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Tuesday, April 16, 2013

A Look at Jobs in the TPRS Classroom

Ben Slavic is a great resource for information about student jobs. This post is largely inspired by his work. If you are serious about using these (and many more) jobs in your classes, you'll all least want to buy his books and will probably also want to subscribe to his online group.

Giving various students jobs to do during class can really help to drive your instruction to another level. It creates a great feeling of teamwork, provides the teacher with great instructional materials, and gives the teacher the opportunity to differentiate. (Yes, I said "great" twice and used a bunch of cliches. I'm trying to brief, y'all!)

Check out at what some jobs ended up looking like during two days of a level 1 class earlier this year:


  
I consider these jobs the "essential five." Numbers 1, 2, and 3, the red ones, are jobs that should be utilized starting with personalized-question-and-answer and then should continue into the asking of the story. Numbers 4 and 5, the blue ones, are added during the asking of the story.

The jobs are:

1) Repetition counters. These students (one for each new structure, so three in the picture above) tally how many times we use the target structures during the class periods. Normally this means how many times the teacher says the word. If you look closely, you'll notice there are two sections for each structure. This is because the rep counters work on both PQA and story days, so there is a total for the PQA day and a different total for the story day.

2) Quiz writer. This student complies a list of questions that can be answered with "yes" or "no." The questions must be based on what we discuss (during PQA) or the story (during the asking of the story). At the end of class (or to review the next day) the teacher chooses a few of the questions for a quick quiz. You'll notice, again, that there is a line drawn through the middle of the paper separating the PQA-day questions from the story-day questions.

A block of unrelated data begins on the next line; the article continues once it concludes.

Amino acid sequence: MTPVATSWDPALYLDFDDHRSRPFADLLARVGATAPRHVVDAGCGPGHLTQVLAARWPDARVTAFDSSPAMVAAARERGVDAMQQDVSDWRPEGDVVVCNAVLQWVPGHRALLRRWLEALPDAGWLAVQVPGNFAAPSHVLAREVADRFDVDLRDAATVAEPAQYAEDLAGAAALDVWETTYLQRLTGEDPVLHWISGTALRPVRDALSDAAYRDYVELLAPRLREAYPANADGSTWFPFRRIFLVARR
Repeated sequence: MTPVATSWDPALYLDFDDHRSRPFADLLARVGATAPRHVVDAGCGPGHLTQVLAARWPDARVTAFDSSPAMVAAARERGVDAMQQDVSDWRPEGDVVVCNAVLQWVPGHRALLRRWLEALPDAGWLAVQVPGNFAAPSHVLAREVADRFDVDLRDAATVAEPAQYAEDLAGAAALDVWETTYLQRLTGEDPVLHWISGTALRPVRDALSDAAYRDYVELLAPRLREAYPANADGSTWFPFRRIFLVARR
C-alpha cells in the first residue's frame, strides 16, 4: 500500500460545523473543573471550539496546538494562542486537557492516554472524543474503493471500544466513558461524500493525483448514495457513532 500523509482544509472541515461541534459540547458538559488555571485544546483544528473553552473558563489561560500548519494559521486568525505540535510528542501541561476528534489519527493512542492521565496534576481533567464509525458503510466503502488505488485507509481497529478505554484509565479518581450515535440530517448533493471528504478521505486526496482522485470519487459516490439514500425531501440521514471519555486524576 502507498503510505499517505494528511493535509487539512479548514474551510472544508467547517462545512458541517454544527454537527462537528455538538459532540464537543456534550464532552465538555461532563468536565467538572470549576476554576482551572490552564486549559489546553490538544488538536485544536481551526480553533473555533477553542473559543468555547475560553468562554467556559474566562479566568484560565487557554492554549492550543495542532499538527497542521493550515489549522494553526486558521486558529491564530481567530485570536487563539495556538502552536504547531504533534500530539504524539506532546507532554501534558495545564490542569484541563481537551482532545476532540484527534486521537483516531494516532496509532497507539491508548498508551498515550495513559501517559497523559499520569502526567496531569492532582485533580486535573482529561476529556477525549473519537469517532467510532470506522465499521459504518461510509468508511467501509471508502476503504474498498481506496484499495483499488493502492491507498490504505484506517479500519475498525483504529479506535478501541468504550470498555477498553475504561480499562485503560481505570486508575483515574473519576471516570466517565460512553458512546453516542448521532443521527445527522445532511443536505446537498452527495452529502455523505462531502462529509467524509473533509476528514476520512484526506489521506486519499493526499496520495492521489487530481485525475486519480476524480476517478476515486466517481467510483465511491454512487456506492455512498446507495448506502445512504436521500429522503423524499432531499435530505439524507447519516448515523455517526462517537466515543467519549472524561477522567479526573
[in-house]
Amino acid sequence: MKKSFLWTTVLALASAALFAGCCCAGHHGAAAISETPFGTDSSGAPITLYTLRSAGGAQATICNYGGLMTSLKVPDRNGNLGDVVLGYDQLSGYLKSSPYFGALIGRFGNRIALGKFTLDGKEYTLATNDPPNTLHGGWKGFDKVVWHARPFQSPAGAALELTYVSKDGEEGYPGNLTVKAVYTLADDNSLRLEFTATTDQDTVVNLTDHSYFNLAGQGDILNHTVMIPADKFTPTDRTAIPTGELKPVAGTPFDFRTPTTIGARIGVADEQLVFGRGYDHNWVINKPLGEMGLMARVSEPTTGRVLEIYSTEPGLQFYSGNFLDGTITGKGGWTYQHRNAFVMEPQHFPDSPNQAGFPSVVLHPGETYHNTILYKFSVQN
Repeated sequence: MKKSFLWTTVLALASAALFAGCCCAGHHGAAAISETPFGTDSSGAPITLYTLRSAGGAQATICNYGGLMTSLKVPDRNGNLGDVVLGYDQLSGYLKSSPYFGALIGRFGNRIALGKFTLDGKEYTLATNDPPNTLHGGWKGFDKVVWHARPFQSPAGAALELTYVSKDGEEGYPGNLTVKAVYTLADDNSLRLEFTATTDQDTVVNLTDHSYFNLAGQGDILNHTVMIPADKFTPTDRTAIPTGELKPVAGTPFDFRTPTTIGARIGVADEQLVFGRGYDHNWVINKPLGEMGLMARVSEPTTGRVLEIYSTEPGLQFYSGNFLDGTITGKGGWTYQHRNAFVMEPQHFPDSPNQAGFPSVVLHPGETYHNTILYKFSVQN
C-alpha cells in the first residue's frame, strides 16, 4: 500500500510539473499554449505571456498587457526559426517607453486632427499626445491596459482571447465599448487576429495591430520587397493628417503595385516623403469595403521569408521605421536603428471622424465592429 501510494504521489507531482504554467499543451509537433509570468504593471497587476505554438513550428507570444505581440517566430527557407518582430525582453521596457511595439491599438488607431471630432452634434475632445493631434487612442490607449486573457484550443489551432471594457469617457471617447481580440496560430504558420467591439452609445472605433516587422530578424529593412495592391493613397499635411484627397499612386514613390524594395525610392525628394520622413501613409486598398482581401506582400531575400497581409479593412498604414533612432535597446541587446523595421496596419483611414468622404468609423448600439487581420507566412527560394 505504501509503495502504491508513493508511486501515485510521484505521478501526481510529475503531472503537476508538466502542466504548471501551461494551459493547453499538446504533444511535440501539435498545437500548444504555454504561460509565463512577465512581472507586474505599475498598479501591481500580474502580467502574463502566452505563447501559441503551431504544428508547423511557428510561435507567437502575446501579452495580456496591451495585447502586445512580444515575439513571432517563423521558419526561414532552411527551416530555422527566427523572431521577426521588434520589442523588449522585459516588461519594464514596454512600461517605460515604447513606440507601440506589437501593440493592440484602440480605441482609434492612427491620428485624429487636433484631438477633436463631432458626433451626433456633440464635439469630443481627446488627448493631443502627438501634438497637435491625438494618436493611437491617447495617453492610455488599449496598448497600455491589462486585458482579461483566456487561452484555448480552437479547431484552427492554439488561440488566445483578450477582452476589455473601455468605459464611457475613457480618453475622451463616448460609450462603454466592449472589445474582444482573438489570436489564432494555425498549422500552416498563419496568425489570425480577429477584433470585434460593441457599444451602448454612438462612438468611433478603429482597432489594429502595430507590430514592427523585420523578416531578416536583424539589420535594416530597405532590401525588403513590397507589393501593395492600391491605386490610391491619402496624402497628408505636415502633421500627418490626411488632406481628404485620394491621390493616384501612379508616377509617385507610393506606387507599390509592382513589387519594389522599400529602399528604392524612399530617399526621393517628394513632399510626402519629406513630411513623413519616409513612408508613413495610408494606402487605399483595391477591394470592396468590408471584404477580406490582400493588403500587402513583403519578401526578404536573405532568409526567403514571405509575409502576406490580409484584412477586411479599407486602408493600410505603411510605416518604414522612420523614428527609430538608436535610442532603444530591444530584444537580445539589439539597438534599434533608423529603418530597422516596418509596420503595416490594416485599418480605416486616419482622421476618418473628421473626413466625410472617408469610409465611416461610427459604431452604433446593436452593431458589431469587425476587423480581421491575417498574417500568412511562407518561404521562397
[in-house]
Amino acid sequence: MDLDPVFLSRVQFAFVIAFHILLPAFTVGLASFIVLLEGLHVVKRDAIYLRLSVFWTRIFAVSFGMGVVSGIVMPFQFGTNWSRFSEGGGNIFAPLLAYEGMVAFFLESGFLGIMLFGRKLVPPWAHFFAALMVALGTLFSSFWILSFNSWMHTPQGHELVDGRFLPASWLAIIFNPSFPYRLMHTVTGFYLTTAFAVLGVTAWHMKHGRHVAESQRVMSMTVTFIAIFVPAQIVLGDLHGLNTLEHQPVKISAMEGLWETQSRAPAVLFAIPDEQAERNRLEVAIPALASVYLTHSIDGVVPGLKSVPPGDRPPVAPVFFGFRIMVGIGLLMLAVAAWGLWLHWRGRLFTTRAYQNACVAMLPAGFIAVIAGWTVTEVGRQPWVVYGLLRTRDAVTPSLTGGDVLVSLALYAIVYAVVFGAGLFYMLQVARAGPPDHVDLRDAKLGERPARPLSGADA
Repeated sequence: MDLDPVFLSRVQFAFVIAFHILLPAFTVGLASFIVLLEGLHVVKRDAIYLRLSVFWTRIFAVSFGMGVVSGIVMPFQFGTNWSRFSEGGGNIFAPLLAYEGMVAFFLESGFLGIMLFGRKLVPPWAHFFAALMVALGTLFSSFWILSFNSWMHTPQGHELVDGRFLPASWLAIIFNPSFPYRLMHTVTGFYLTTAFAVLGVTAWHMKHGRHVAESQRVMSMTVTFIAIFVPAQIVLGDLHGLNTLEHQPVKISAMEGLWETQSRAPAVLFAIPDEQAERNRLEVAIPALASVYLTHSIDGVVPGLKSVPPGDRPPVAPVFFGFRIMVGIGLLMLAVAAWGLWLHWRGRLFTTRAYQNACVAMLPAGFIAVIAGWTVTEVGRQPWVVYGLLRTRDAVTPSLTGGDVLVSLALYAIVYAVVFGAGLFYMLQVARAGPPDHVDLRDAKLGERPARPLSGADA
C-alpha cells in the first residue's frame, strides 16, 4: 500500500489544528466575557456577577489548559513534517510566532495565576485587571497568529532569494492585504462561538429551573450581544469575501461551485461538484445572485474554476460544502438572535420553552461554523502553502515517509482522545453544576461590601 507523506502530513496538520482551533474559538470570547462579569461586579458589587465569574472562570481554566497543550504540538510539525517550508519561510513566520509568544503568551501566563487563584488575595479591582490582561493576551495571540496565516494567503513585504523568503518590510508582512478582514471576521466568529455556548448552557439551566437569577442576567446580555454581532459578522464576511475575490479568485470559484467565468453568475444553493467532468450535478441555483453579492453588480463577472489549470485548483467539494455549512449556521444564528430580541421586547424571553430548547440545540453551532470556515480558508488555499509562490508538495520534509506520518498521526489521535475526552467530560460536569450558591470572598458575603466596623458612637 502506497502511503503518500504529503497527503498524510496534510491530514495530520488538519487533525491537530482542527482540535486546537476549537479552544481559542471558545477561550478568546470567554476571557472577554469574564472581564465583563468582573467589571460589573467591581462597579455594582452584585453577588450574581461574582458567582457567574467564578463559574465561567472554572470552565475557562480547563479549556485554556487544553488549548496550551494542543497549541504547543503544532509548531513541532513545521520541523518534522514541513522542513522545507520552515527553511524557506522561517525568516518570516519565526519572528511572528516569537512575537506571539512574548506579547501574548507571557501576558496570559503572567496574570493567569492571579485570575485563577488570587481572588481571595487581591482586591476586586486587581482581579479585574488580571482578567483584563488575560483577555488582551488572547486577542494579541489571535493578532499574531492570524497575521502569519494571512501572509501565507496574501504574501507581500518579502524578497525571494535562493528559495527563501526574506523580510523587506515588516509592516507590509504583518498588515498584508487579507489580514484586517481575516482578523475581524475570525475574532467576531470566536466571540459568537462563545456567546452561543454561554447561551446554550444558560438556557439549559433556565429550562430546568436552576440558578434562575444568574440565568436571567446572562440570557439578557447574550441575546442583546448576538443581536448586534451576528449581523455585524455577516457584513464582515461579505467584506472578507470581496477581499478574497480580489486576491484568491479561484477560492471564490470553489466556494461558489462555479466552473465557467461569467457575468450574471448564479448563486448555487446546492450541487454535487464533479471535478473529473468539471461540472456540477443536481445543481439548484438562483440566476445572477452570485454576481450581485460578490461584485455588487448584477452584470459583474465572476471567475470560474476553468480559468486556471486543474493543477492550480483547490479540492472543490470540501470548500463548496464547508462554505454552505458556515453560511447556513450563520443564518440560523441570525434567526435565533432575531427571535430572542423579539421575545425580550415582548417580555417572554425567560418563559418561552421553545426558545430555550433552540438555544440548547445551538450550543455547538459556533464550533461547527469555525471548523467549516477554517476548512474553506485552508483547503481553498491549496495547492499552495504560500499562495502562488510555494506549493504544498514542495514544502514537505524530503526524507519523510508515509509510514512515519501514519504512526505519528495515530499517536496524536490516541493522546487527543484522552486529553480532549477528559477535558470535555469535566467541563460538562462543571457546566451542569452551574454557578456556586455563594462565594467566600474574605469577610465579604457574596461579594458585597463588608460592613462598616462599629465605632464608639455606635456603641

3) Clacker guy. This student is responsible for "clacking," or making noise with whatever noise maker you prefer, whenever we start slipping into too much English. This keeps us in L2 in a funny way. Of course often times I, the teacher, am clacked more than the students. This is a permanent job done every day.

4) Story Artist. This job starts during the asking of the story. The student is responsible for listening to the story and drawing pictures of what happens. You can see in the example above that our story included two girls and a cat. It's great having this piece of paper! Just imagine all the opportunities to review the story in later classes, even several months after the story was created. Of course the discussion about the pictures can be entirely in L2, because the students were made so familiar with the relevant structures during PQA and the story.

5) Story Writer. This job also starts during the asking of the story. The student listens to the story and creates a written version of story. From this student's version I was able to create the extended reading for our reading day. Going back and forth between the student's handwritten paper and the pictures from the Story Artist is another option, all the while discussing and circling everything in L2.

Wednesday, April 3, 2013

Do foreign language students need explicit grammar instruction?

Do foreign language students need explicit grammar instruction? Let's see:

The St. Joseph YMCA and Heartland Health celebrated National Walking Day on Wednesday. The awareness day sponsored by the American Heart Association encouraged people to walk to promote the benefits of exercise. Studies have shown walking can reduce the risk of heart disease, osteoporosis and breast and colon cancers.
-Jennifer Gordon, "Local groups walk for health," St. Joseph News-Press, link

It is a truth universally acknowledged, that a single man in possession of a good fortune, must be in want of a wife.
-Jane Austen, Pride and Prejudice

It little profits that an idle king,
By this still hearth, among these barren crags,
Matched with an ag├Ęd wife, I mete and dole
Unequal laws unto a savage race,
That hoard, and sleep, and feed, and know not me.
-Tennyson, Ulysses

While you were reading those selections, did the term "direct object" once cross your mind? Some food for thought, I guess.

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